Easton's business community got a brief look into the future of the Shovel Town Thursday morning at a Chamber of Commerce Breakfast at Queset on the Pond.
Board of Selectmen members Colleen Corona and Dan Murphy joined Town Administrator David Colton to discuss the future of the town. Subjects ranged from the Beacon Shovel works Project to the Gov. Ames Estate to town sewage.
The 113 historically preserved units at the Shovel Shop currently under construction will be the centerpiece of a transformed downtown, officials said.
The project includes a $4.35 million loan to Beacon Communities LLC from Community Preservation Act funds, which was voted by the town in 2010 to save the shops from being transformed into 182 affordable housing units by property owners George and Robert Turner.
"It's going to be beautiful," Colton said. "The plans are stunning."
Colton added that the construction will not come without temporary inconveniences for Main Street business owners and residents. The Shovel Shop project will be in conjunction with an updated sewer system downtown and a revitalized Main Street with buried wires, updated streetlights and cross-walks.
Main Street revitalization will be partially funded with a $1 million grant from the state. Construction could begin in the spring, Colton said.
"Unfortunately, we are going to be digging up the street," said Corona.
Colton told the business owners at the Chamber breakfast that the town would work to minimize the effects of the construction on local businesses. He said representatives from the town would be in constant contact with business owners throughout the process.
Officials said they are looking to update sewage at places like Five Corners and the Easton Industrial Park. While Colton explained the town is discussing sewage hook-up possibilities with the town of Mansfield for Five Corners, Murphy explained that the town may have the capability to partner with Brockton to help with Industrial park sewage.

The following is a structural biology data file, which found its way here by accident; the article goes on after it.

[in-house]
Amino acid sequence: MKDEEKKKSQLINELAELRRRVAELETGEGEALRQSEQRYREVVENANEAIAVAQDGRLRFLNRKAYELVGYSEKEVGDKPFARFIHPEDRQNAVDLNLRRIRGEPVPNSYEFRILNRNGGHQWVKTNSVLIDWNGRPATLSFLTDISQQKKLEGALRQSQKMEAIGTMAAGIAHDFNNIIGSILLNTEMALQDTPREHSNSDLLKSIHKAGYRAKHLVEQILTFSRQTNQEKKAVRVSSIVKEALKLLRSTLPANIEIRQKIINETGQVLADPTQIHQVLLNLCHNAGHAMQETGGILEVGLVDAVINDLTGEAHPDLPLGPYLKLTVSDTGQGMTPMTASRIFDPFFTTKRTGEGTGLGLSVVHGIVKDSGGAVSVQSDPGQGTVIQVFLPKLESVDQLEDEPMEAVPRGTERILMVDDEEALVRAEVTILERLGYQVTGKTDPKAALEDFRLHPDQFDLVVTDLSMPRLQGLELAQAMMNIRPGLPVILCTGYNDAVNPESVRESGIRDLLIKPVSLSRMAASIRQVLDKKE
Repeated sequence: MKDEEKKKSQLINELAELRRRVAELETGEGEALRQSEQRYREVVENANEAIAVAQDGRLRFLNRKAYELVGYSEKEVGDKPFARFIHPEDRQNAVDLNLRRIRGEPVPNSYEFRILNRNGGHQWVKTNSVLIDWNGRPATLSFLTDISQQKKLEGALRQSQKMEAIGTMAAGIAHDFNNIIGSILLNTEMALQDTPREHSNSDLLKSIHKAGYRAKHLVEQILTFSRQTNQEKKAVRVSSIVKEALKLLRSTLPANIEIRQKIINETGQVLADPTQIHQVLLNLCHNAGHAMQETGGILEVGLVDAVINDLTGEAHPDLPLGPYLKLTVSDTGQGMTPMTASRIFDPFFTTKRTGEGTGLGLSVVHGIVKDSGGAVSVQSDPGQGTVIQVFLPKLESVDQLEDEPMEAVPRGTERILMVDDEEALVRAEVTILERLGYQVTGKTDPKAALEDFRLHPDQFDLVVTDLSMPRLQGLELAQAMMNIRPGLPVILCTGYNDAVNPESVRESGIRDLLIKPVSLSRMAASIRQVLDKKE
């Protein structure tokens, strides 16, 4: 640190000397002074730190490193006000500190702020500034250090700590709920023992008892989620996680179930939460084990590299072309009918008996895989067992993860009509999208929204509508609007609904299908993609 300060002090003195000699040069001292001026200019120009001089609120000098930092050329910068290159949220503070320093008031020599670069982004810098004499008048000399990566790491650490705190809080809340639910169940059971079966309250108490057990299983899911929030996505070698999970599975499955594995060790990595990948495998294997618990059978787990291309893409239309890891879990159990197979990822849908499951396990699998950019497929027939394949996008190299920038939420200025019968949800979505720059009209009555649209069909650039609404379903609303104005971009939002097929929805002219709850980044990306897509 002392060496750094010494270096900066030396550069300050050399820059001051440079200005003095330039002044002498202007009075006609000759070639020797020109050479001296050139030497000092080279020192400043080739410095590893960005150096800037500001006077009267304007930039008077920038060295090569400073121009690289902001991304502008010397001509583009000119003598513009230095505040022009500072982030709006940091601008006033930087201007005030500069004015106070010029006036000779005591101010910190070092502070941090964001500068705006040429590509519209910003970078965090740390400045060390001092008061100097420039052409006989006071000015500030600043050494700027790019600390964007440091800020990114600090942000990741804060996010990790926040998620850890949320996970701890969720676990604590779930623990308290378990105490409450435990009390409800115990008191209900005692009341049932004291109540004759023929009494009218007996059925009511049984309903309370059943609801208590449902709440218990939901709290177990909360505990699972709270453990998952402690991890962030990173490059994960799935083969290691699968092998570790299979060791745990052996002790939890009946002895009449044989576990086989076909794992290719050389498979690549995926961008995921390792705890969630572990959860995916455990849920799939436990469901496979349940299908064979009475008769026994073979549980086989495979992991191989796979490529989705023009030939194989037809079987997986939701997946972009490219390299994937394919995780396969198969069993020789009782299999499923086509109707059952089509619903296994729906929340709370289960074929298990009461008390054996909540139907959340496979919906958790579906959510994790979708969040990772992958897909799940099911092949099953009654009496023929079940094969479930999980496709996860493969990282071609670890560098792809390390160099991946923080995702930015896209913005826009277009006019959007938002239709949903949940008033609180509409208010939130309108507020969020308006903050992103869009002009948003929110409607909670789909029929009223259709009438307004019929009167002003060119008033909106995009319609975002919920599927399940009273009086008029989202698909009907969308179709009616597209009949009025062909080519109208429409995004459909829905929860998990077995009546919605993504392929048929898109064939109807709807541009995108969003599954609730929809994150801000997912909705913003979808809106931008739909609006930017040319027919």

Colton explained that sewage capabilities in Easton's industrial park could help drive businesses to town.
Corona also discussed the recently purchased Gov. Ames Estate on Oliver Street. The town bought a Conservation Restriction for the 35 acres of land, which was purchased by the Trustees of Reservation.
"Even though it's not really known out there, the property is open to the public right now," Corona said.
Officials also highlighted future development at Queset on the Pond - a "mixed-use" district behind the Stoneforge Restaurant. Mitigation efforts surrounding the project will bring infrastructure improvements to the area, Colton said, including an improved stop light at CVS and improvements to Easton's fire station on Depot Street.
Corona explained that the town is also creating a Master Planning steering committee for the town to guide future development and zoning.
"There are many different aspects to this master planning process," she said. "It's something we've waited a long time to do."
Colton told the business owners that he wanted members of the business community to participate. He also hopes residents are involved.
"We're trying to do a more grassroots type of planning," he said.